In the field of state and local taxation, no other clause of -- or silence within -- the Constitution has as much significance as the Commerce Clause. It yields the fundamental limitations on state taxing power with which professionals in our field grapple daily -- nexus, discrimination, and fair apportionment to name a few. This compilation of articles and essays presents analyses by preeminent authorities of not only the intricacies of these "day-to-day" issues, but also the theoretical underpinnings of Commerce Clause jurisprudence. The day-long program from which these pieces are adapted was held at Georgetown University Law Center on May 16th, 2007.
For information on the State and Local Tax Lawyer 2007 Symposium Edition, click here.
The dormant Commerce Clause plays a major role in harnessing state and local taxes imposed on interstate and foreign commerce, as well as those that may inappropriately trespass the rights of other states (hereafter collectively referred to as "protected commerce"). Unfortunately, since its first clear application to state taxes some 135 years ago, the standard employed by the U.S. Supreme Court has changed numerous times resulting in conflicting decisions and less than clear guidance. In some respects these changing standards are quite understandable and best understood when compared against the needs of the Nation at given points in time.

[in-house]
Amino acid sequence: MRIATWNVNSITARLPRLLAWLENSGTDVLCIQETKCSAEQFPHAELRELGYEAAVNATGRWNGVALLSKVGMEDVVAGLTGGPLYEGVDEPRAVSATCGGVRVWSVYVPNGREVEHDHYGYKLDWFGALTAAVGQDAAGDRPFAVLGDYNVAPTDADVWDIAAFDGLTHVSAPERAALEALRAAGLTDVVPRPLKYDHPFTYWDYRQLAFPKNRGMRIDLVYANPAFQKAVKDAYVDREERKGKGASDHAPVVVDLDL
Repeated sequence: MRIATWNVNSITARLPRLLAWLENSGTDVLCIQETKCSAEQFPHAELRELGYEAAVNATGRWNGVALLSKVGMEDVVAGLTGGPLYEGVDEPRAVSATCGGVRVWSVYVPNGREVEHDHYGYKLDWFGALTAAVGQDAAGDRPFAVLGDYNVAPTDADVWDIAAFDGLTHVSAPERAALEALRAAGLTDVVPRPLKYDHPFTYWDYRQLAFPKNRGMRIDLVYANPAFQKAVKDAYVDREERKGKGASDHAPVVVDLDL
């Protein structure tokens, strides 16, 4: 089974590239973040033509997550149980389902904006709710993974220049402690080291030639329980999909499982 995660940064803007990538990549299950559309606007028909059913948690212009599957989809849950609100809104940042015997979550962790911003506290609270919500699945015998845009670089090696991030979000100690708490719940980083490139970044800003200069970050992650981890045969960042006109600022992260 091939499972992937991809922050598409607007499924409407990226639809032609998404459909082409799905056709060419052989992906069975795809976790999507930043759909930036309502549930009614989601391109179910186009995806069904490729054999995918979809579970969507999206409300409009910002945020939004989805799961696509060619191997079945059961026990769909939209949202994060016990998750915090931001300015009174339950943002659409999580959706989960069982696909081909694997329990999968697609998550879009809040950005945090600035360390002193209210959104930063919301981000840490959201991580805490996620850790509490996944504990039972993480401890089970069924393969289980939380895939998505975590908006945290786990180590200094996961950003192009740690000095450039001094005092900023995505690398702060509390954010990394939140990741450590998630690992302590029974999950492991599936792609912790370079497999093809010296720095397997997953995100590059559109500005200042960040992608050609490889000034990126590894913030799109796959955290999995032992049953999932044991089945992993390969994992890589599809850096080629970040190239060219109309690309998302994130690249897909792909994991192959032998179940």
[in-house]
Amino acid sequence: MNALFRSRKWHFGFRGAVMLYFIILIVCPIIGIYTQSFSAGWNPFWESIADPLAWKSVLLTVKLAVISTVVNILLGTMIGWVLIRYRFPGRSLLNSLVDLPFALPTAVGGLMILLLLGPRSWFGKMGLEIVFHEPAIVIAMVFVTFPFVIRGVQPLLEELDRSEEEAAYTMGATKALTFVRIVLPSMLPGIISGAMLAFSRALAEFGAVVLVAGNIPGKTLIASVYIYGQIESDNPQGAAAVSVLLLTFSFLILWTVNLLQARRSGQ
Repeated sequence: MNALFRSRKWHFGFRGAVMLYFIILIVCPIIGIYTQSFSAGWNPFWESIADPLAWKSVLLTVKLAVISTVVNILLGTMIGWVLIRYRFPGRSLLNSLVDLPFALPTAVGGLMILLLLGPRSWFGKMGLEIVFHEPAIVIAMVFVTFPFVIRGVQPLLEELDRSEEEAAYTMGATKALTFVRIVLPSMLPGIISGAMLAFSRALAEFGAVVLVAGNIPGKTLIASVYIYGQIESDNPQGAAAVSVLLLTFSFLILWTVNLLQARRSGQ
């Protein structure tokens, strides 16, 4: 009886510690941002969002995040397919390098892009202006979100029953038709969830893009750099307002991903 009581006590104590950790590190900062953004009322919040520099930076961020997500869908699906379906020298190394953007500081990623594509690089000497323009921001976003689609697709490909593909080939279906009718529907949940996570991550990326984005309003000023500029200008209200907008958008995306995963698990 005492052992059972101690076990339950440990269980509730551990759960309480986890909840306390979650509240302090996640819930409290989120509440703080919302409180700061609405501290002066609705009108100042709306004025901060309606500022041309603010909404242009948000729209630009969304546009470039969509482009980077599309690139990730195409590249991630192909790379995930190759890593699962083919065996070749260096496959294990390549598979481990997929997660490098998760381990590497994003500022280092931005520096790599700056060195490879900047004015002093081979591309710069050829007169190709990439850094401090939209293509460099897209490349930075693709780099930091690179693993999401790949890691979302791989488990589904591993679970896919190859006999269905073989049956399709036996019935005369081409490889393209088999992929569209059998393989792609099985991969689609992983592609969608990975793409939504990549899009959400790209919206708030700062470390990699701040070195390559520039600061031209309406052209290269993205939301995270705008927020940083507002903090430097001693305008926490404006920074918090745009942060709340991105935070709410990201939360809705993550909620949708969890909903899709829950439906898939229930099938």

For instance, the Founding Fathers foresaw that without minimizing the trade wars that had plagued the thirteen colonies, the rapid growth of the Nation's economic prosperity that we enjoy today may not have been possible. It is primarily for that reason that the U.S. Supreme Court's (the Court's) Commerce Clause standard in the early years of the United States assumed a posture that afforded non-domiciliary taxpayers an expansive area of free trade unhampered by state taxes. Indeed, because of the breath of this protection, the Court's early standard resulted in allocating the costs of government almost exclusively to intrastate taxpayers.
As the Nation matured and the volume of interstate and foreign commerce grew, later decisions reveal the Court's change of view from significantly sheltering protected commerce to making it pay its fair share. For the Court, the fact that multijurisdictional corporations incurred greater costs to comply with the regulatory systems of numerous states compared to taxpayers operating in only one state was an acceptable consequence of federalism and not constitutionally prohibited.
Working from a base line measured by the Court's contemporary standard, and building on the principles that have informed the Court's jurisprudence to date, this Article sets forth a methodology that aids in the identification of state taxes that discriminate and may impermissibly burden protected commerce under the dormant Commerce Clause. The methodology sets forth a series of broad inquiries designed to filter state tax provisions through the issues important to the Court in parceling permissible from impermissible burdens. Like any predictability model built on jurisprudential guidance, however, care must be taken in interpreting its results.
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